The government of Turkish President Recep Tayyip Erdogan, who first came to power in 2003, initially seemed well-positioned to end this cycle of violence. Representing an Islamic movement not beholden to the old Ataturk secular nationalist ideology, Mr Erdogan was able to offer Turkey's Kurds important concessions. They were allowed to have a political party which competes in general elections, were given the opportunity of running their own local authorities and, for the first time in a century, the very existence of a Kurdish language was publicly acknowledged. That, coupled with a clever policy of accommodation with neighbours, succeeded in reducing violence to a minimum; in 2013, the PKK announced a complete cessation of hostilities.

Sadly, circumstances beyond Turkey's control shattered this brief peace. The US-led invasion of Iraq in 2003 gave rise to the creation of the Kurdish Regional Government in northern Iraq, a Kurdish state in everything but name. The Turks also had to contend with the collapse of Syria, which boosted the importance of Kurdish fighters of the People's Protection Units (YPG) and raised the spectre of creating another Kurdish quasi-state in Syria. The prospect of "Kurdistan", of a great Kurdish state, suddenly seemed realistic, fuelling violence everywhere.

But the Turkish President also bears a heavy responsibility for its current predicament. For instead of trying to align his country with the United States over the handling of Syria, President Erdogan pursued his own approach, which downplayed the threat emanating from the Islamic State in Iraq and Syria (ISIS) terrorist organisation, and concentrated instead on identifying Syria's Kurds as the main enemy.

This was a catastrophic error from the otherwise wily Turkish leader. For it not only isolated Turkey, but also put Mr Erdogan on a collision course with the US, which is keen to enlist the Syrian Kurds in the fight against ISIS, because they are among the most trained and disciplined fighters in the region. The result is that Turkish planes are bombing the Kurds of Syria, while the US is training and equipping them - one of the Middle East's most pointless and stupid situations, and one which the Turks are likely to lose.


To make matters worse, Mr Erdogan reversed his domestic policies of accommodation. Heavy-handed Turkish military activities over the past few months have reduced to rubble the centre of Diyarbakir, a city in the country's south-east, which used to be home to a million of largely Kurdish inhabitants and which flourished during the past decade.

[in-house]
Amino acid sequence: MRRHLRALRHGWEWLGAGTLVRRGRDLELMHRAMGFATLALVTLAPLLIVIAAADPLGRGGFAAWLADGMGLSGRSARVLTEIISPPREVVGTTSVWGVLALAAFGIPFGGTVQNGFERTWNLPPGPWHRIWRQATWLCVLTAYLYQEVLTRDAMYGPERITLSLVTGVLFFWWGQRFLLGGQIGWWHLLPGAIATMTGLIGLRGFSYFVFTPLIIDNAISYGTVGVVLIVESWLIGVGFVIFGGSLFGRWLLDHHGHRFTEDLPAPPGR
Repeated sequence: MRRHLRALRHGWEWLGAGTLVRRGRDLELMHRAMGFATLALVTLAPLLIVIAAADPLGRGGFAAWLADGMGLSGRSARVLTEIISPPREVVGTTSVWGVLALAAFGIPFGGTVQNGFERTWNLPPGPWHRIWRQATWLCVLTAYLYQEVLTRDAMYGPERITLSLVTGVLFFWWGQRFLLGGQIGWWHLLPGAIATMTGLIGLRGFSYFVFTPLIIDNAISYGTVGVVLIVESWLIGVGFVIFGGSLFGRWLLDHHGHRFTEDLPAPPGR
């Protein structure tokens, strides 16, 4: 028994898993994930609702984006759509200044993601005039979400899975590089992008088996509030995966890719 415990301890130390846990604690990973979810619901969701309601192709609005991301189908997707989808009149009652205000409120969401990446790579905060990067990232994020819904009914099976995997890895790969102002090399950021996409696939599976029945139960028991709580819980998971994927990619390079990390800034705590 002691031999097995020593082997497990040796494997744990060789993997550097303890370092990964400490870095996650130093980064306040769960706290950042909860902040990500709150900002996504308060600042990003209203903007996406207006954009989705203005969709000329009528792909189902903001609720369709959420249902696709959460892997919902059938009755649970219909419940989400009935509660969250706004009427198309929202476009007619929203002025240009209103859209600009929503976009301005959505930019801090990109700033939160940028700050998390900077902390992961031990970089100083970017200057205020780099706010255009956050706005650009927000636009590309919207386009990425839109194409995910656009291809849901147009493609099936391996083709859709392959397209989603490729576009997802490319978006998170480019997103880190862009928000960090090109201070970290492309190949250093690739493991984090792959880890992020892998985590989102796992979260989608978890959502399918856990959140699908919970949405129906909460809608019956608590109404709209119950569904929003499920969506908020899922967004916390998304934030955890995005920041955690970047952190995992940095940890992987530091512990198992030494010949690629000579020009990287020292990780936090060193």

Meanwhile, Mr Erdogan also appears to be toying with the idea of banning the People's Democratic Party (HDP), a movement which draws most of its political support from the Kurds, and which currently controls 59 seats in Turkey's 550-seat Parliament.

In private, Turkish officials told this writer that they know this will be counterproductive and will only promote further violence. Still, Mr Erdogan may go ahead with the ban, largely because this will remove from the scene the biggest obstacle he has to ramming through Parliament a constitutional amendment which will give him more powers.

Either way, the lethal combination of ineptitude, political expediency and wider Middle Easter strategic shifts is now fuelling a new civil war. And, tragically, none of Turkey's Western allies are prepared to tell Mr Erdogan that the policies he is currently pursuing are doomed to failure. For Europe needs Turkey's support in stopping the flow of migrants, and that trumps all other considerations.

So Turkey seems condemned to endure bloodshed for years to come. The Kurdish terrorists of today are the sons and daughters of Kurdish fighters killed by the Turkish military during the 1980s. And they are prepared to go further than their predecessors, by taking terrorism to Turkey's biggest cities, and by engaging in suicide bombings.

The weekend's terrorist attacks coincided with Newroz, the Kurdish New Year, a period during which, by tradition, Kurds jump across a fire. This year, it seems that both the Kurds and the Turks are determined to jump straight into the fire.

A version of this article appeared in the print edition of The Straits Times on March 21, 2016, with the headline 'The Kurds' bloody struggle for a state of their own'. Print Edition | Subscribe